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Local man still isn't totally sure what a period is, and at this point he's too afraid to ask

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Senior Evan Busch still isn't entirely sure what a period is, and at this point, he said, he feels like it's too late to ask.

"I've been dating my girlfriend since high school, and I have two sisters, so I definitely know a little about . . . periods," the 22-year-old said, hesitating before the word itself.

Busch said he took a mandatory sex-ed class at Harker Middle School in Columbus, Ohio, but that his teacher didn't delve too deeply into the topic.

"He just kinda said it lasts for a week and girls get it every month, but he didn't actually, like, talk about what it was," said Busch. "And it's not like we were gonna ask."

He said the school distributed "free stuff" to girls after the class in which they briefly touched on menstruation. It was allegedly all colorfully wrapped and appeared to be some type of candy. He and the other boys, Busch said, got nothing.

"They just gave us deodorant," he said. "Which was kind of rude."

In high school, Busch and his classmates were also required to take health for one semester, but he said his teacher never broached the subject at all.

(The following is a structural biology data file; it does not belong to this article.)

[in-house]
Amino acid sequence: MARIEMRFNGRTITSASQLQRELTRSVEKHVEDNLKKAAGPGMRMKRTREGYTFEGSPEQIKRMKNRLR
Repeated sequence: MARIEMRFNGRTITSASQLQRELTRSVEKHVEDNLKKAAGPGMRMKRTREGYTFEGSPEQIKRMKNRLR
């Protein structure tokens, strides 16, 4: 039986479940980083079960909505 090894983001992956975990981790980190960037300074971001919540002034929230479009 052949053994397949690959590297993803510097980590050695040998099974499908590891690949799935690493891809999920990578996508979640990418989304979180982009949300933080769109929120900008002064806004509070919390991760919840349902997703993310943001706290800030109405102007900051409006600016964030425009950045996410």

Busch said he really has no way of knowing whether his girlfriend, 21-year-old Erica Strasser, is on her period or not unless she turns down sex with him for no other apparent reason. He said he understands it contributes to females' moods, but that she can be "kind of a bitch" at other times as well, when she is not menstruating.

Once, Strasser grabbed a box of tampons while they were at CVS buying beer for a party later that night.

"She just picked them up off the shelf, carried them around the whole store and put them down on the counter with the beer like it was nothing," said Busch. "I couldn't believe it."

He said Strasser didn't seem the least bit embarrassed to be purchasing the feminine products, and was, allegedly, inexplicably annoyed when he refused to carry the bag with the tampons in it.

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"She asked why it mattered, because they were still in the box," said Busch. "And I was like, 'seriously, babe?' She knows we're not supposed to touch them."

Busch said that while he would love to empathize more with his girlfriend and better understand the sometimes excruciatingly painful process her reproductive organs undergo every month, she's not particularly forthcoming about the topic.

Strasser, on the other hand, said she'd be more than happy to explain the phenomenon to Busch. She said despite countless attempts in the past to enlighten him, though, he has cut her off each time, saying it sounds "gross" and that he doesn't need to know.

Editor's note: This work is a piece of satire.